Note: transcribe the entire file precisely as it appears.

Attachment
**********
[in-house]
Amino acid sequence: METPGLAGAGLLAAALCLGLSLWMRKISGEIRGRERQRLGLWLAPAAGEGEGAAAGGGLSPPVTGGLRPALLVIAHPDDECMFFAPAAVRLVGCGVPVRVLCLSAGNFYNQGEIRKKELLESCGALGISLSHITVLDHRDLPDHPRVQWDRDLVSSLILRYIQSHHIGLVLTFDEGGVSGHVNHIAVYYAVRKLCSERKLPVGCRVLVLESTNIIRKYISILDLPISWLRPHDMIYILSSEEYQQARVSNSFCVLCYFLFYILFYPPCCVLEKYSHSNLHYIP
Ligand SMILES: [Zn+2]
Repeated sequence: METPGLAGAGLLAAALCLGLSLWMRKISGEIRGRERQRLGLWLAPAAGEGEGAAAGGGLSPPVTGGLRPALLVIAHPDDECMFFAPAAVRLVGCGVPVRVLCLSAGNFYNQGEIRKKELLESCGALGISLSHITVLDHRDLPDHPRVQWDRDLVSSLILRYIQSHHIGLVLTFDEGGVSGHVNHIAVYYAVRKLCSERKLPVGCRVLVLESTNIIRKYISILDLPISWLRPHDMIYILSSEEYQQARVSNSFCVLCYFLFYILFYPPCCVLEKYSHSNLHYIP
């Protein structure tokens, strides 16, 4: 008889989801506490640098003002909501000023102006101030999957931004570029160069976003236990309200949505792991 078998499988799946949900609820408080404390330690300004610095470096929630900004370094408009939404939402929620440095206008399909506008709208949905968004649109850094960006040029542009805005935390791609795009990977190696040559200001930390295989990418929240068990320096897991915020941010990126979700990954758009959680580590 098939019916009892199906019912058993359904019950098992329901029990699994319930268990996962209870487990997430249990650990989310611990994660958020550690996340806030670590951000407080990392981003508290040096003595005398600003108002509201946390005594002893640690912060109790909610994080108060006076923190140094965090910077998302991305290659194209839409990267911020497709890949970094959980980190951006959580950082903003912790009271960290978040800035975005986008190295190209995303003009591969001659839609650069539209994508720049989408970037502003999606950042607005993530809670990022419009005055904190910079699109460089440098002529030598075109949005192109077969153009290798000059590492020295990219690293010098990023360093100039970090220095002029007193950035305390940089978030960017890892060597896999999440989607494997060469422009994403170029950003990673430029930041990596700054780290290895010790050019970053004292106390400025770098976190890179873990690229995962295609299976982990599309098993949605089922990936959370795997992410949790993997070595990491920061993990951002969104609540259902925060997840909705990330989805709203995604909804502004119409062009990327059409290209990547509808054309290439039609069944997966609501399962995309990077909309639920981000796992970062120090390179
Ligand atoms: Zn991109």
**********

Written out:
[in-house]
Amino acid sequence: METPGLAGAGLLAAALCLGLSLWMRKISGEIRGRERQRLGLWLAPAAGEGEGAAAGGGLSPPVTGGLRPALLVIAHPDDECMFFAPAAVRLVGCGVPVRVLCLSAGNFYNQGEIRKKELLESCGALGISLSHITVLDHRDLPDHPRVQWDRDLVSSLILRYIQSHHIGLVLTFDEGGVSGHVNHIAVYYAVRKLCSERKLPVGCRVLVLESTNIIRKYISILDLPISWLRPHDMIYILSSEEYQQARVSNSFCVLCYFLFYILFYPPCCVLEKYSHSNLHYIP
Ligand SMILES: [Zn+2]
Repeated sequence: METPGLAGAGLLAAALCLGLSLWMRKISGEIRGRERQRLGLWLAPAAGEGEGAAAGGGLSPPVTGGLRPALLVIAHPDDECMFFAPAAVRLVGCGVPVRVLCLSAGNFYNQGEIRKKELLESCGALGISLSHITVLDHRDLPDHPRVQWDRDLVSSLILRYIQSHHIGLVLTFDEGGVSGHVNHIAVYYAVRKLCSERKLPVGCRVLVLESTNIIRKYISILDLPISWLRPHDMIYILSSEEYQQARVSNSFCVLCYFLFYILFYPPCCVLEKYSHSNLHYIP
């Protein structure tokens, strides 16, 4: 008889989801506490640098003002909501000023102006101030999957931004570029160069976003236990309200949505792991 078998499988799946949900609820408080404390330690300004610095470096929630900004370094408009939404939402929620440095206008399909506008709208949905968004649109850094960006040029542009805005935390791609795009990977190696040559200001930390295989990418929240068990320096897991915020941010990126979700990954758009959680580590 098939019916009892199906019912058993359904019950098992329901029990699994319930268990996962209870487990997430249990650990989310611990994660958020550690996340806030670590951000407080990392981003508290040096003595005398600003108002509201946390005594002893640690912060109790909610994080108060006076923190140094965090910077998302991305290659194209839409990267911020497709890949970094959980980190951006959580950082903003912790009271960290978040800035975005986008190295190209995303003009591969001659839609650069539209994508720049989408970037502003999606950042607005993530809670990022419009005055904190910079699109460089440098002529030598075109949005192109077969153009290798000059590492020295990219690293010098990023360093100039970090220095002029007193950035305390940089978030960017890892060597896999999440989607494997060469422009994403170029950003990673430029930041990596700054780290290895010790050019970053004292106390400025770098976190890179873990690229995962295609299976982990599309098993949605089922990936959370795997992410949790993997070595990491920061993990951002969104609540259902925060997840909705990330989805709203995604909804502004119409062009990327059409290209990547509808054309290439039609069944997966609501399962995309990077909309639920981000796992970062120090390179
Ligand atoms: Zn991109």